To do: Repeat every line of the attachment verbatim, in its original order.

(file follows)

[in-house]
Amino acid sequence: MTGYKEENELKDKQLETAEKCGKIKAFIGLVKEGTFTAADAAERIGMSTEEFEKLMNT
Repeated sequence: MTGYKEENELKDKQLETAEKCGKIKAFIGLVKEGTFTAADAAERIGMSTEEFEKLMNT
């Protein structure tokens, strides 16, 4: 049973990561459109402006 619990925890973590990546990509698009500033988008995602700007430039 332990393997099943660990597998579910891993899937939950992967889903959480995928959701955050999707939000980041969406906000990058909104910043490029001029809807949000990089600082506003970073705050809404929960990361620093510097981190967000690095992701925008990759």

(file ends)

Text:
[in-house]
Amino acid sequence: MTGYKEENELKDKQLETAEKCGKIKAFIGLVKEGTFTAADAAERIGMSTEEFEKLMNT
Repeated sequence: MTGYKEENELKDKQLETAEKCGKIKAFIGLVKEGTFTAADAAERIGMSTEEFEKLMNT
């Protein structure tokens, strides 16, 4: 049973990561459109402006 619990925890973590990546990509698009500033988008995602700007430039 332990393997099943660990597998579910891993899937939950992967889903959480995928959701955050999707939000980041969406906000990058909104910043490029001029809807949000990089600082506003970073705050809404929960990361620093510097981190967000690095992701925008990759």